Letting go of court work is difficult, because it glitters. There is always demand, and it is nice to feel needed and held in high regard by other professionals. It feels as if you have genuine influence in the legal process (and I generally hold the UK justice system and public law professionals in high regard). The pay, although much reduced since legal aid cuts, still seems somehow more attractive as an hourly rate than the reality should be (given you can’t charge for much of the time these cases actually take, nor for administrative support such as typing or arranging appointments, nor for venues or materials it actually works out to be less than I make from other activities like therapy, training or consulting). It also has the kind of attraction of rubber-necking at a car-crash, as the cases each have their own grim story, are more complex than most clinical cases seen in secondary and tertiary tiers of service provision, and are often both acute and chronic in nature. I find it hard to say no when my skills are needed. But I must learn to delegate this work to others, or to decline, because I want to have my time and emotional energy back for other things.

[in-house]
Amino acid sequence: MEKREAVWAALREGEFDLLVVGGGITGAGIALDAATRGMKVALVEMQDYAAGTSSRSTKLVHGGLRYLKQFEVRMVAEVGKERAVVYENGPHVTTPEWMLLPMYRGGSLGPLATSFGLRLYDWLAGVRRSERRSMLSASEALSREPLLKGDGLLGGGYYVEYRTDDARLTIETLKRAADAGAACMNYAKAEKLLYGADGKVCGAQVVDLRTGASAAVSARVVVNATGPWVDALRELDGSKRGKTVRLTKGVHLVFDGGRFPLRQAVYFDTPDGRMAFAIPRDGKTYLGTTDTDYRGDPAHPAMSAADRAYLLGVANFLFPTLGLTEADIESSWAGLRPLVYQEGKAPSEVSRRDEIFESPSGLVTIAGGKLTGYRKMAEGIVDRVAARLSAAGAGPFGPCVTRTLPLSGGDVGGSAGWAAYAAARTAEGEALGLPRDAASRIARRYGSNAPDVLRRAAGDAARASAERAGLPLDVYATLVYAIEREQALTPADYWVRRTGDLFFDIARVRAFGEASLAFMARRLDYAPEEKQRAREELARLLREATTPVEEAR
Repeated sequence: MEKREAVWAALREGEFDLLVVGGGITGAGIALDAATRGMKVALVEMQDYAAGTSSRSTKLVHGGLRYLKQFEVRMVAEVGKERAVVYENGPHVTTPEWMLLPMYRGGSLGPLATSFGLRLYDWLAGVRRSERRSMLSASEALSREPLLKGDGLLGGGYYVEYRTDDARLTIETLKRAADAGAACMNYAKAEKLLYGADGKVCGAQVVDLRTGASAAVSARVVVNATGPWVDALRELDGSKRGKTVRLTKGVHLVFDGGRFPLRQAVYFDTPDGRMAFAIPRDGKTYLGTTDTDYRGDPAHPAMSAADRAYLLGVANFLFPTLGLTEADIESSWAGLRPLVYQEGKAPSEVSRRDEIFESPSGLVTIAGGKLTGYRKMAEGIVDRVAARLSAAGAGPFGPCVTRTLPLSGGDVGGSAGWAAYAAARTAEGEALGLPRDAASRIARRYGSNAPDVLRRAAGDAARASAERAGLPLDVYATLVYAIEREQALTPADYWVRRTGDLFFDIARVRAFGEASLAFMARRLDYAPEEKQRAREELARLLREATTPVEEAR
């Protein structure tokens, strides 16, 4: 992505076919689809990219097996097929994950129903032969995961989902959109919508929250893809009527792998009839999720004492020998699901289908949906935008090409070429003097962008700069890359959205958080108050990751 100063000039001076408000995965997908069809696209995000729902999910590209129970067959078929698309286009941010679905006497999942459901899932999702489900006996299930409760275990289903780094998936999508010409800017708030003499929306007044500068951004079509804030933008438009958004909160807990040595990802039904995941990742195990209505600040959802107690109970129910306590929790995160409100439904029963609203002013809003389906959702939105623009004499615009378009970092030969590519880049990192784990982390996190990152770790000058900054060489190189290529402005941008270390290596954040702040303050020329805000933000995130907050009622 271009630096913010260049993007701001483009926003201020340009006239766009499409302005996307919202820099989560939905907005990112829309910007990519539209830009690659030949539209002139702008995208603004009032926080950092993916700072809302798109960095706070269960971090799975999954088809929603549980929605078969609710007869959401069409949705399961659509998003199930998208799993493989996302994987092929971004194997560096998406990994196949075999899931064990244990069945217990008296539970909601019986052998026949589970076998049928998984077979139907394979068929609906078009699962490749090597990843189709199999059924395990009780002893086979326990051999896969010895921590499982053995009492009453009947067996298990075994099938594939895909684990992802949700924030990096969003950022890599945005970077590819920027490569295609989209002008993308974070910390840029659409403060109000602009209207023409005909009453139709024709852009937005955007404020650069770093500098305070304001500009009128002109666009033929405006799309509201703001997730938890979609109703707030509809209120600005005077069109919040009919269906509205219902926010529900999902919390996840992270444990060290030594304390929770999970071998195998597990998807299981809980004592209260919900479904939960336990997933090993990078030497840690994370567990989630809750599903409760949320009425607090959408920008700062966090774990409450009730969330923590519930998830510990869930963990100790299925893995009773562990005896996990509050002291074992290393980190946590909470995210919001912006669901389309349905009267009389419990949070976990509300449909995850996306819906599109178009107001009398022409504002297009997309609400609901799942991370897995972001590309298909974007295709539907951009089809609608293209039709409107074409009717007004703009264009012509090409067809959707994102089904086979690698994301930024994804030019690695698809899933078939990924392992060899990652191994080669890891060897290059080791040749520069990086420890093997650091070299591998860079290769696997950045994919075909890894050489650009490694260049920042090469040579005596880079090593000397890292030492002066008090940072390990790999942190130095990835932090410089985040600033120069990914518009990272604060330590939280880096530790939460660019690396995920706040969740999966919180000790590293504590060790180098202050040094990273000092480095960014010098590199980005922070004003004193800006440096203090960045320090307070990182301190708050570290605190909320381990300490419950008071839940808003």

And so it is good to archive my files, and to catch up with my invoicing, and to clear the decks of old ways of working to allow myself space for the new. It feels like putting down rocks I have been carrying for a long time….